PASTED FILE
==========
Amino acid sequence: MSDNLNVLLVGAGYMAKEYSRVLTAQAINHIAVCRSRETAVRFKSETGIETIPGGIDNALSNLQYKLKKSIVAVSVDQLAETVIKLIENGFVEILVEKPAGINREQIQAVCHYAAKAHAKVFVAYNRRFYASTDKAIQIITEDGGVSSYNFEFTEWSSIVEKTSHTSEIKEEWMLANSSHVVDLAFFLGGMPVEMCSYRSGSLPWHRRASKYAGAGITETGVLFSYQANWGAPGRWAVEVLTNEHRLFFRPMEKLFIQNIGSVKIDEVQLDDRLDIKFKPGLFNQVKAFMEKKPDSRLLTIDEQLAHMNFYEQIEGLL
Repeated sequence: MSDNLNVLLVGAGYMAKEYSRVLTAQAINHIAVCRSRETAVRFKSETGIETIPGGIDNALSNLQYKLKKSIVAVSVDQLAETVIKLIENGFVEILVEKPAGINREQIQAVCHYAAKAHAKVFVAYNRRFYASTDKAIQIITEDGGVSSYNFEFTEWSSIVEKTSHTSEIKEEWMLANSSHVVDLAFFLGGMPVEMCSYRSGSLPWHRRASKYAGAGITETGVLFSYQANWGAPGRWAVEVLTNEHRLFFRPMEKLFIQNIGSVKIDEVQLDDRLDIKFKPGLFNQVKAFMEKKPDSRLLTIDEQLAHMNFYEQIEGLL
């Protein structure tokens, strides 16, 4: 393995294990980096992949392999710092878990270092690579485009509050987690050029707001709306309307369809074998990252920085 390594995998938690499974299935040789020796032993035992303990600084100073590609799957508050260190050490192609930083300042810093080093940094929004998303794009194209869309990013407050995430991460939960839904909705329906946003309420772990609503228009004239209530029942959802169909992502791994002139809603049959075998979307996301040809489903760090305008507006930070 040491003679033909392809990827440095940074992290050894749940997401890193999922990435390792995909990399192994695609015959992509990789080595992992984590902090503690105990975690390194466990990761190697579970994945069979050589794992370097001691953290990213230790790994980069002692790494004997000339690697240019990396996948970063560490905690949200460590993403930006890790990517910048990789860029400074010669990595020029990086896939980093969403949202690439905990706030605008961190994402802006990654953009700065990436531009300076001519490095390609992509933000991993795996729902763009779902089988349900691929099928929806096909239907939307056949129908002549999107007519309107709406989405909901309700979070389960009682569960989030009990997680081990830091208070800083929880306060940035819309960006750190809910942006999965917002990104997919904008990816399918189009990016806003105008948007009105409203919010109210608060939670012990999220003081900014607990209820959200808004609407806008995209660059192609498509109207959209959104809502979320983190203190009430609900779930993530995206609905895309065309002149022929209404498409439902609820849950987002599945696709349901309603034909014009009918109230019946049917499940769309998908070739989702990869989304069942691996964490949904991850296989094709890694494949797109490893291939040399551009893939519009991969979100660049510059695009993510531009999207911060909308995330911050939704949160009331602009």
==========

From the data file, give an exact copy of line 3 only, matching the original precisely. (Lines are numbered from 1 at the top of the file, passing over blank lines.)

């Protein structure tokens, strides 16, 4: 393995294990980096992949392999710092878990270092690579485009509050987690050029707001709306309307369809074998990252920085 390594995998938690499974299935040789020796032993035992303990600084100073590609799957508050260190050490192609930083300042810093080093940094929004998303794009194209869309990013407050995430991460939960839904909705329906946003309420772990609503228009004239209530029942959802169909992502791994002139809603049959075998979307996301040809489903760090305008507006930070 040491003679033909392809990827440095940074992290050894749940997401890193999922990435390792995909990399192994695609015959992509990789080595992992984590902090503690105990975690390194466990990761190697579970994945069979050589794992370097001691953290990213230790790994980069002692790494004997000339690697240019990396996948970063560490905690949200460590993403930006890790990517910048990789860029400074010669990595020029990086896939980093969403949202690439905990706030605008961190994402802006990654953009700065990436531009300076001519490095390609992509933000991993795996729902763009779902089988349900691929099928929806096909239907939307056949129908002549999107007519309107709406989405909901309700979070389960009682569960989030009990997680081990830091208070800083929880306060940035819309960006750190809910942006999965917002990104997919904008990816399918189009990016806003105008948007009105409203919010109210608060939670012990999220003081900014607990209820959200808004609407806008995209660059192609498509109207959209959104809502979320983190203190009430609900779930993530995206609905895309065309002149022929209404498409439902609820849950987002599945696709349901309603034909014009009918109230019946049917499940769309998908070739989702990869989304069942691996964490949904991850296989094709890694494949797109490893291939040399551009893939519009991969979100660049510059695009993510531009999207911060909308995330911050939704949160009331602009």